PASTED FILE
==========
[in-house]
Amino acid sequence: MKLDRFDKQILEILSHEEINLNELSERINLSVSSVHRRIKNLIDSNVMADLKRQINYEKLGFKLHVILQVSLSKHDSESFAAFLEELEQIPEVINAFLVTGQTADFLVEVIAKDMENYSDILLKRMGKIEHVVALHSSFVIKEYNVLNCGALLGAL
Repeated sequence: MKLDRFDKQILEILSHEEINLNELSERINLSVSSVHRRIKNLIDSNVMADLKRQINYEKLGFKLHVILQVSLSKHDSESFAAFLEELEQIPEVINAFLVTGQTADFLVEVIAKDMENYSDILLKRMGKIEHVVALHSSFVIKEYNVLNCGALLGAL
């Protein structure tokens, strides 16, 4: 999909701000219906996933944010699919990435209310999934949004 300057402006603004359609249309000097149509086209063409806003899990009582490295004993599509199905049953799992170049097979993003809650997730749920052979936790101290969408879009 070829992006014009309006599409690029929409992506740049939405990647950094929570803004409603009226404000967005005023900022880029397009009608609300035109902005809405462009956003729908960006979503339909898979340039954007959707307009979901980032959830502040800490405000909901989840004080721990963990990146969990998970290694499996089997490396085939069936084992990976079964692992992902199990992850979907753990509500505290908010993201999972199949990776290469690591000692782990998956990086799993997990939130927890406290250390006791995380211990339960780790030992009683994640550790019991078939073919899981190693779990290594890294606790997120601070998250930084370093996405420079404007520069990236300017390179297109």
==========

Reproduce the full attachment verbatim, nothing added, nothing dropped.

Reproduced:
[in-house]
Amino acid sequence: MKLDRFDKQILEILSHEEINLNELSERINLSVSSVHRRIKNLIDSNVMADLKRQINYEKLGFKLHVILQVSLSKHDSESFAAFLEELEQIPEVINAFLVTGQTADFLVEVIAKDMENYSDILLKRMGKIEHVVALHSSFVIKEYNVLNCGALLGAL
Repeated sequence: MKLDRFDKQILEILSHEEINLNELSERINLSVSSVHRRIKNLIDSNVMADLKRQINYEKLGFKLHVILQVSLSKHDSESFAAFLEELEQIPEVINAFLVTGQTADFLVEVIAKDMENYSDILLKRMGKIEHVVALHSSFVIKEYNVLNCGALLGAL
């Protein structure tokens, strides 16, 4: 999909701000219906996933944010699919990435209310999934949004 300057402006603004359609249309000097149509086209063409806003899990009582490295004993599509199905049953799992170049097979993003809650997730749920052979936790101290969408879009 070829992006014009309006599409690029929409992506740049939405990647950094929570803004409603009226404000967005005023900022880029397009009608609300035109902005809405462009956003729908960006979503339909898979340039954007959707307009979901980032959830502040800490405000909901989840004080721990963990990146969990998970290694499996089997490396085939069936084992990976079964692992992902199990992850979907753990509500505290908010993201999972199949990776290469690591000692782990998956990086799993997990939130927890406290250390006791995380211990339960780790030992009683994640550790019991078939073919899981190693779990290594890294606790997120601070998250930084370093996405420079404007520069990236300017390179297109």